Genius bordering on maniacal attention to detail defines the seventy-year career of the American architect Frank Lloyd Wright. A master of all of the tools at his disposal, Wright frequently fused together naturally occurring elements with man-made design to yield spectacular results.
“Ahead of its time,” “Breakthrough” and “groundbreaking” are all phrases used time and again when describing his work. And rightly so, both his designs and innovative solutions to engineering and construction problems of the day were from the future.
[The image above by David Levine (www.travelbrochuregraphics.com) ]
Best known for the long and low-slung roofs of the “prairie” house, Wright spent his lifetime devoted to architecture in one way or another. If he was not building, he was teaching students how his “organic” work could elevate a landscape and benefit the American people.
All of the working parts available to him from the materials used, the colors of the surrounding landscape, the function and art of the interior and even the choice of furniture were vital to the success of a project. He took his cue from the scale, geometry and layout of the land, and his successes have landed him numerous accolades including the greatest American architect of all time. To date 25 projects have been designated National Historic Landmarks, and 11 are considered most valuable by the World Heritage Convention.
Despite all of this praise, Wright’s career took many ups and downs. In the periods when few commissions were available, he turned to writing, and his first major publication in English – Modern Architecture – was released in 1931. By the time this publication appeared, Wright had already designed many of the buildings with which he is most often associated, including the Unity Temple (1906), Taliesin (1912) and the Imperial Hotel (1923).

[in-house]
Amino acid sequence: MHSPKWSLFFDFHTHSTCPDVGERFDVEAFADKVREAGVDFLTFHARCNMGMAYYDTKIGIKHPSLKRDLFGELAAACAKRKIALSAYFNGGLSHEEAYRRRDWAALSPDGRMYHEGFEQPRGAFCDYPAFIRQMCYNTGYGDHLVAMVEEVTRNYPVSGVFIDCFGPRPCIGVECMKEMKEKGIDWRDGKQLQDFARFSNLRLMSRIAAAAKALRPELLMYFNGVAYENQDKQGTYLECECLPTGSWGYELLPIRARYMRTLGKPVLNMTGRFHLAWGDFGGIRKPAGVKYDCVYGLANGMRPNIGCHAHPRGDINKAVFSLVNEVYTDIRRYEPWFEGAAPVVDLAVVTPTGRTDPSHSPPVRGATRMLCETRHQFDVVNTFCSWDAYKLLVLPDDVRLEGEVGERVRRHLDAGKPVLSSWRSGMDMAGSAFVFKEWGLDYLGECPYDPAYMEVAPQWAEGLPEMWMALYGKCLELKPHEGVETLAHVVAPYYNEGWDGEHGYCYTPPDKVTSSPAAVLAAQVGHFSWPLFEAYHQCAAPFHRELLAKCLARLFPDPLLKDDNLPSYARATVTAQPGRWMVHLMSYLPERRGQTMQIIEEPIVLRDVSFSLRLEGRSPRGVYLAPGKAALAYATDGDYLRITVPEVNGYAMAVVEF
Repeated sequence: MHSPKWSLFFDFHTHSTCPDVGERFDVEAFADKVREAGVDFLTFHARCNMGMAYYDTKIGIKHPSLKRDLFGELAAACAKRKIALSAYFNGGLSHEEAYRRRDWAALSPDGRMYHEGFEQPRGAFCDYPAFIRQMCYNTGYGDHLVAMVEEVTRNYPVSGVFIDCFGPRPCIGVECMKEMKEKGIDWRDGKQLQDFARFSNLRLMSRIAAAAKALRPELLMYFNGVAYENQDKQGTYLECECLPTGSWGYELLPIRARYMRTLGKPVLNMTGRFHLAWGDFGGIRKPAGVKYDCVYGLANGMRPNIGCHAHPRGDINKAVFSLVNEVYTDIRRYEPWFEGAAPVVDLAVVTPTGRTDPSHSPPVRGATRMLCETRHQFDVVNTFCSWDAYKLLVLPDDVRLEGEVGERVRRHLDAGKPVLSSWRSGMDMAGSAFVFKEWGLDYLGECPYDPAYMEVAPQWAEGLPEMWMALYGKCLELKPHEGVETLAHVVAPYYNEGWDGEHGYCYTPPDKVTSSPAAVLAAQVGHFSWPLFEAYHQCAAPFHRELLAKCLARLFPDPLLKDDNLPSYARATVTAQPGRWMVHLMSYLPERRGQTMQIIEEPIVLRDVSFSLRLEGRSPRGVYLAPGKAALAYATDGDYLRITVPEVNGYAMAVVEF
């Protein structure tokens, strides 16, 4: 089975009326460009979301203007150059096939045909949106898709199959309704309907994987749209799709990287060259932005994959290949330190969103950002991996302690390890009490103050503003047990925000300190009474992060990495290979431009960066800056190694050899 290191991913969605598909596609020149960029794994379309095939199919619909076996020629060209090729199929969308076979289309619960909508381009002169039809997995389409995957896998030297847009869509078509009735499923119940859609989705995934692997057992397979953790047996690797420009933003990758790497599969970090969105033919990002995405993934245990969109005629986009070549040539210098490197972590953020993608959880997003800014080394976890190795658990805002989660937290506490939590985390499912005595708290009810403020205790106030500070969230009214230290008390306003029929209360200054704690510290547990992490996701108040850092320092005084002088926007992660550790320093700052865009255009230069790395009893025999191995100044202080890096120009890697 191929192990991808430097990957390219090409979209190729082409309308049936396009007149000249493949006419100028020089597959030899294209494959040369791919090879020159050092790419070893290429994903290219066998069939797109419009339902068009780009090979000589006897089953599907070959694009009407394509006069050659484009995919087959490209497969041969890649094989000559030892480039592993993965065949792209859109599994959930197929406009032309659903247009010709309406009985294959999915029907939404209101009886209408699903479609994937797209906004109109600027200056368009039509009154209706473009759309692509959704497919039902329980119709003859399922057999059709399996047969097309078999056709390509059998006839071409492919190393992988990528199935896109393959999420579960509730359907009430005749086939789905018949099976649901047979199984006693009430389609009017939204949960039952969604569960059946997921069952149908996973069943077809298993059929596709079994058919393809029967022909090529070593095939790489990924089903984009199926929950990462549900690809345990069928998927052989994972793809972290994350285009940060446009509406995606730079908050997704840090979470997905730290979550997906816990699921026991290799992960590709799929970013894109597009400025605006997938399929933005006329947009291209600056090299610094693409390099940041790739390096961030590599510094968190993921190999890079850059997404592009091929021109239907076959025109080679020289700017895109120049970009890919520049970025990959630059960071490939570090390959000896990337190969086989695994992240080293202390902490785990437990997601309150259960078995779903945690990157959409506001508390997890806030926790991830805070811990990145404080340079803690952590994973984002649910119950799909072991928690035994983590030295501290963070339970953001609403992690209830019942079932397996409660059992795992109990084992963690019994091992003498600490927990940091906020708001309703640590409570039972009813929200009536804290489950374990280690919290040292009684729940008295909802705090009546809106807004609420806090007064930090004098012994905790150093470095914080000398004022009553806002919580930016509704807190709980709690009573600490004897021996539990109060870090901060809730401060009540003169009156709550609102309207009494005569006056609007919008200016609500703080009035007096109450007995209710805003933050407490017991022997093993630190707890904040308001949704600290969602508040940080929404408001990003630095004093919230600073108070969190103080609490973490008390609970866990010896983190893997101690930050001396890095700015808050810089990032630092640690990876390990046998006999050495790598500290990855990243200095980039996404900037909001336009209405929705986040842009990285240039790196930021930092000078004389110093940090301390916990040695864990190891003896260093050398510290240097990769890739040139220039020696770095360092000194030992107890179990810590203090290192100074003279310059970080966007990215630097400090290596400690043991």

Modern Architecture was comprised of Wright’s 1930 Kahn Lectures, which he first presented at Princeton University. This was the first time he attempted to explain in book form his vision, including what he called “the destruction of the box.”
Wright believed a fundamental flaw in architecture, which had gone unchallenged for decades, was that the room was essentially a box formed of corners and walls, ceilings and floors. He decided to take away the corners to allow rooms to jut into one another. In doing so, rooms, and in effect space, was no longer defined by fixed values, but rather relative ones as experienced by the inhabitants. He made more open living spaces by increasing the viewer’s perception of depth while maintaining privacy. In doing so he created psychologically more healthy spaces in which to live. He didn’t just knock down walls to make “open spaces” as is the idea commonly employed today.
A doctor can bury his mistakes, but an architect can only advise his clients to plant vines.
-Frank Lloyd Wright
For a more comprehensive list of Wright’s work, which are open to the public, visit http://www.franklloydwright.org/about/public-sites.html